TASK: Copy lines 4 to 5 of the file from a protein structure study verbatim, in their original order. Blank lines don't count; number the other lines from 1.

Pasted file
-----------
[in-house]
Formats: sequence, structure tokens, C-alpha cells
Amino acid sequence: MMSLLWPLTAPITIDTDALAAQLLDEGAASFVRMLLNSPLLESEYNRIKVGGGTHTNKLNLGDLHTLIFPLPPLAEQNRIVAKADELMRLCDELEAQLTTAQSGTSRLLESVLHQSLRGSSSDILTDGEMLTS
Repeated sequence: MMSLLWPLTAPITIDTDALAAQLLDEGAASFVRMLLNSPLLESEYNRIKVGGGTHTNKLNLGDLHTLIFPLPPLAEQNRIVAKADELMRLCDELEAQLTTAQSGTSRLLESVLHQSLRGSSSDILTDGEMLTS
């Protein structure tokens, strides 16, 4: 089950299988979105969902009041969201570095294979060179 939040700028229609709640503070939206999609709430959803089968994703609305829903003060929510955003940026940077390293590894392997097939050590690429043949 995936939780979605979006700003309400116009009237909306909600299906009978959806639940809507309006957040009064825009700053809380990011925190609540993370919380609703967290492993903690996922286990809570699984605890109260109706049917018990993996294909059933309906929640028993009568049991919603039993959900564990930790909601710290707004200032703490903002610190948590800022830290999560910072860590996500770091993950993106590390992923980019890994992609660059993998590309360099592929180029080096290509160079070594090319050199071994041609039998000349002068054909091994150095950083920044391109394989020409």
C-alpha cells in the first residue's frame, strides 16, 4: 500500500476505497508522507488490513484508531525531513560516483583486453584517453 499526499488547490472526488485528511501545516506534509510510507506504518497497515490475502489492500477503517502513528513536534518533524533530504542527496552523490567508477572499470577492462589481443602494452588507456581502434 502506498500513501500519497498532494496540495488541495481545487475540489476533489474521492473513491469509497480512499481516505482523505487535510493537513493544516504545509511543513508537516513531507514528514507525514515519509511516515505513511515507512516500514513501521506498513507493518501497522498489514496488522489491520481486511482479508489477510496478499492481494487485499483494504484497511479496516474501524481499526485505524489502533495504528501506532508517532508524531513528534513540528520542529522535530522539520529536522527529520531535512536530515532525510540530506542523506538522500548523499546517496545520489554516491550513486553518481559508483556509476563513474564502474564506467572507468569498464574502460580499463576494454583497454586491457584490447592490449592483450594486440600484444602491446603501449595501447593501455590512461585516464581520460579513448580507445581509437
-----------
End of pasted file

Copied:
Repeated sequence: MMSLLWPLTAPITIDTDALAAQLLDEGAASFVRMLLNSPLLESEYNRIKVGGGTHTNKLNLGDLHTLIFPLPPLAEQNRIVAKADELMRLCDELEAQLTTAQSGTSRLLESVLHQSLRGSSSDILTDGEMLTS
């Protein structure tokens, strides 16, 4: 089950299988979105969902009041969201570095294979060179 939040700028229609709640503070939206999609709430959803089968994703609305829903003060929510955003940026940077390293590894392997097939050590690429043949 995936939780979605979006700003309400116009009237909306909600299906009978959806639940809507309006957040009064825009700053809380990011925190609540993370919380609703967290492993903690996922286990809570699984605890109260109706049917018990993996294909059933309906929640028993009568049991919603039993959900564990930790909601710290707004200032703490903002610190948590800022830290999560910072860590996500770091993950993106590390992923980019890994992609660059993998590309360099592929180029080096290509160079070594090319050199071994041609039998000349002068054909091994150095950083920044391109394989020409």